I get you -- finding creative ways to generate a bazillion different pages from a single product database, right? Hey, it happens accidentally for some companies, so people notice that and push the envelope. Like I said above, it's exploiting a loophole. I'm not sure there's really a big risk at present, but Google does seem to be moving in directions that might limit the effectiveness a bit in the future. My own approach is to make sure those kinds of pages are possible, but mostly off-limits to googlebot. I prefer the rapier to buckshot.

Sometimes the big risk is greed -- you keep gearing up, assuming that your creative new SEO method will bring results indefinitely. And then one day comes along Update Xena and you are whinging on every forum under the sun that Google destroyed your life. I want the sites I work on to be in the game as long as the owners want to be in business.

AjiNIMC




msg:3142033
 9:58 am on Nov 1, 2006 (gmt 0)

I think that comes down to what SEO company you hire and what you call SEO.

I have never worked with a SEO company, what does a good SEO company do?

wanderingmind




msg:3142054
 10:28 am on Nov 1, 2006 (gmt 0)

A complete flash site is definitely whitehat :-)

To be whiter than white, avoid titles and meta descriptions too.

glengara




msg:3142063
 10:44 am on Nov 1, 2006 (gmt 0)

*Sometimes the big risk is greed*

I'd say most times the big risk is greed...

AjiNIMC




msg:3142085
 11:38 am on Nov 1, 2006 (gmt 0)

*Sometimes the big risk is greed*

very true.

Another question is why do you do SEO and how do you do SEO? Why part is simple :), to get good ranking (is it customers experience? I doubt). How part has one twist to it, can you do SEO without buidling links?

Some say that they do linking for traffic. Can Google track it (Is this link made for traffic or ranking)?

Is there a way Google can track this? I think I have an algo for it.

reseller




msg:3142106
 12:19 pm on Nov 1, 2006 (gmt 0)

tedster

Sometimes the big risk is greed -- you keep gearing up, assuming that your creative new SEO method will bring results indefinitely. And then one day comes along Update Xena and you are whinging on every forum under the sun that Google destroyed your life.

You mightbe right there. Its therefore of much importance, once you deploy SEO, to keep that SEO maintained.

However, we all have been witnessed to several sites, of fellow members, which have been hit by updates without deploying "creative new SEO methods".

Matt Probert




msg:3142146
 1:18 pm on Nov 1, 2006 (gmt 0)

Any sort of SEO involves some risk.

How does it?

Carefully choosing an appropriate file name for a web page and terms for the web page <title> and <description> are not deceiptful practices, but they do enhance the SERP of that page for the desired keyword/phrase. Indeed Google even advises it.

Deceipt is risky. SEO does not need to involve deceipt.

Matt

davidof




msg:3142148
 1:22 pm on Nov 1, 2006 (gmt 0)

>Low Risk SEO is something like speaking very precisely and clearly, so you will be heard and understood.
>High Risk SEO is more like speaking as loudly as you can, until you are forced to shut up for a while.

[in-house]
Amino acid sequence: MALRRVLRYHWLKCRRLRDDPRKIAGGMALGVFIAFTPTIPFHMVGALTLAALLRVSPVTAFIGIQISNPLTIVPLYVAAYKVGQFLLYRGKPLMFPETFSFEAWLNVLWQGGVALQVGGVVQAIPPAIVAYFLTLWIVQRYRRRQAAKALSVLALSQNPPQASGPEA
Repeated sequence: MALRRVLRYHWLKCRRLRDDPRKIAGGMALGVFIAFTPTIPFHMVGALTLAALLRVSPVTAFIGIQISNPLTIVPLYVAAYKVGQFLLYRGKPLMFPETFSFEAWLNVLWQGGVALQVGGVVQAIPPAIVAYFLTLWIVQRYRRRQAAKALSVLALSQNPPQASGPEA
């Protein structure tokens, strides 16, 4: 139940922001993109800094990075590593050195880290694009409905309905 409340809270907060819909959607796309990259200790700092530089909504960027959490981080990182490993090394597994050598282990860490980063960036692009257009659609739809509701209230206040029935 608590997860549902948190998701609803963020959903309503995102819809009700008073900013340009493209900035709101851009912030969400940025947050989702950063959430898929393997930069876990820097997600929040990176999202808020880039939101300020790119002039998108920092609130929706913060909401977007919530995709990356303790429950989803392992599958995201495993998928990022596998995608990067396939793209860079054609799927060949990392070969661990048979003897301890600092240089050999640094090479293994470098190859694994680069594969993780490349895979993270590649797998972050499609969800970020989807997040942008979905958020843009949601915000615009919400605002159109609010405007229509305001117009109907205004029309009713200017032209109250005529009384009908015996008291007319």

following on from jd01's points there is also:

No Risk SEO: teaching someone to speak.

Maybe it is just a local thing but so many of the people I deal with have gone out to make their sites practically invisible to search engines. Y'know the thing, flash websites, improper, poor use of title, headings etc, very poor choice of content. I recently worked on a translation site where the word translation was mentioned twice on all 72 pages. At this level SEO is making the sites better for both human and automated readers.

AjiNIMC




msg:3142163
 1:42 pm on Nov 1, 2006 (gmt 0)

Carefully choosing an appropriate file name for a web page and terms for the web page <title> and <description> are not deceiptful practices, but they do enhance the SERP of that page for the desired keyword/phrase. Indeed Google even advises it.

This is just one aspect of it. The greed then comes into play, one link (oh I am doing it for traffic you see), one more link (again for traffic), one <h1> (that people can see it bigger).

These are deceptive if you are choosing it for a SE ranking. Choose what suits your customer the best.

chronic




msg:3142180
 2:08 pm on Nov 1, 2006 (gmt 0)

There is no black or white, only degrees of clever.

texasville




msg:3142183
 2:13 pm on Nov 1, 2006 (gmt 0)

>>>>>greed then comes into play, one link (oh I am doing it for traffic you see), one more link (again for traffic), one <h1> (that people can see it bigger). <<<<<<

If you are smart, you are building links period. If google decides to capriciously dump you for no reason at all, then you better have backup traffic plans. This isn't black hat, it's traffic building.

I consider black hat hidden div's or links pages controlled by a css file (denied by robots.txt) laying in a root folder but not in the menu. I thought that one was real cute. There are a lot of bad tricks out there. Doing proper markup and choosing the right url name are not black hat. Let's get real. That's just advising simple coders on how to do their work.

Kufu




msg:3142317
 4:05 pm on Nov 1, 2006 (gmt 0)

There is no black or white, only degrees of clever.

Only someone using black hat techniques would say that.